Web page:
Monday, Mar 27, 2017
By Paige Silveria
This Tuesday, at New York's subterranean photobook shop Dashwood, cult Japanese photographer Mao Ishikawa is signing her first monograph to be published in the United States: Red Flower, The Women of Okinawa. The newly released silkscreen book features striking black-and-white photographs of Mao and her girl friends, who worked in segregated GI bars, along with their boyfriends - the black army soldiers who frequented those bars in American-occupied Okinawa from 1975 to 1977. The images of carefree 20-year-olds as they laugh and cry, drink and fall in love, contrast sharply with the divisive tensions of the militarily controlled island.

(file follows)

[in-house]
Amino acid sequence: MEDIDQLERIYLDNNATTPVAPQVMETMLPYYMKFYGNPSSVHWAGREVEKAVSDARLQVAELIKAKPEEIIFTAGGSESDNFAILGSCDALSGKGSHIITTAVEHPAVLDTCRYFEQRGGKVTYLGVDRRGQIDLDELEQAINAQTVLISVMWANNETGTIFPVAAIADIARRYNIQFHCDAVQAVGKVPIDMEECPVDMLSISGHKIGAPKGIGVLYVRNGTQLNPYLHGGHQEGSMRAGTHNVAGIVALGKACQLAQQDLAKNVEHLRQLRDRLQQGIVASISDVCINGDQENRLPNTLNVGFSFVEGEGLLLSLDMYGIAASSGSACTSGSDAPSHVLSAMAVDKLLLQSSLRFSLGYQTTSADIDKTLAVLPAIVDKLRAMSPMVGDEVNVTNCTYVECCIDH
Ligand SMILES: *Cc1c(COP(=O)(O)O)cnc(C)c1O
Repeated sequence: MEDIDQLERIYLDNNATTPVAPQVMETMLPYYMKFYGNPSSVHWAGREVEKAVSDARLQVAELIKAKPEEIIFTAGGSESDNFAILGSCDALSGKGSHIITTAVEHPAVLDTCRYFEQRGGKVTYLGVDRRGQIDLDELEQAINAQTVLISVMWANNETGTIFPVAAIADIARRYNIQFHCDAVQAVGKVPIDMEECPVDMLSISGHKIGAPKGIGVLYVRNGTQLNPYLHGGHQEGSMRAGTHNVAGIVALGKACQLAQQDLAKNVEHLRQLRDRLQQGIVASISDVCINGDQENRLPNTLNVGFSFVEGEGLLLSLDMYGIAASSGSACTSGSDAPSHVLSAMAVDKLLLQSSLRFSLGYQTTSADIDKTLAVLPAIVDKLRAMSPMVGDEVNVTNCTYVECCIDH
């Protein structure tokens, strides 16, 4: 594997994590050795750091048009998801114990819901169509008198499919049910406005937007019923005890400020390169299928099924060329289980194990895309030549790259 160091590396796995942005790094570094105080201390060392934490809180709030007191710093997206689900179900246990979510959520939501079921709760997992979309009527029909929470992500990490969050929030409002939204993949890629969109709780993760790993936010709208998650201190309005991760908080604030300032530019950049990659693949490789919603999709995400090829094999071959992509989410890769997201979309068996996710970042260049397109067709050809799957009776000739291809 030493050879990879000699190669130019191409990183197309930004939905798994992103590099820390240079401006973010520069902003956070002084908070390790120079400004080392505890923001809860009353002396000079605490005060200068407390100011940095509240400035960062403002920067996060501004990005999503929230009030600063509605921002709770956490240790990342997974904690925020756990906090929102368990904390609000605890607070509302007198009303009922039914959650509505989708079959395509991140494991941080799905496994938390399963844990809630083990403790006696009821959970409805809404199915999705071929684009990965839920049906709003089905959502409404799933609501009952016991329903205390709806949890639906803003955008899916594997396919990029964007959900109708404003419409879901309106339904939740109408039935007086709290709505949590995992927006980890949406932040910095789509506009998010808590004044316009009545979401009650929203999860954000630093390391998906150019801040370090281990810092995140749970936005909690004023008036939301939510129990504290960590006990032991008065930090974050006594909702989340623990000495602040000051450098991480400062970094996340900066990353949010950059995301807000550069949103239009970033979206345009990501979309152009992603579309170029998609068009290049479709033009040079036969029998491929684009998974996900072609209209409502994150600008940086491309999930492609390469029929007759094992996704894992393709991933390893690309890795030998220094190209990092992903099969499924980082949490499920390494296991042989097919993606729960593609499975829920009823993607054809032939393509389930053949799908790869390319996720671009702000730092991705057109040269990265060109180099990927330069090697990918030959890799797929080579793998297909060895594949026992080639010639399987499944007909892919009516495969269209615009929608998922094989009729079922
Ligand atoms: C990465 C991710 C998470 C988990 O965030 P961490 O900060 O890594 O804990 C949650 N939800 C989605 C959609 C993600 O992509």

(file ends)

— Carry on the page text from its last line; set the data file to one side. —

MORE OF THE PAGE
After just a few months in photography school — where she was taught by renowned photographer Shômei Tômatsu (who later championed her work) — Mao dropped out and returned to her home in Okinawa to begin her first project. "At the time I was young and rash, and before I gave it any thought I was already doing it," recalls Ishikawa. "I couldn't speak English at all but I went and talked to a proprietor of one of the bars and started working there that night. The customers were almost all U.S. soldiers in their 20s. Being around their age I was very popular. I had boyfriend after boyfriend. Sometimes one would rent an apartment and we would live together." Here, Mao recounts her experiences for the first time to an English audience...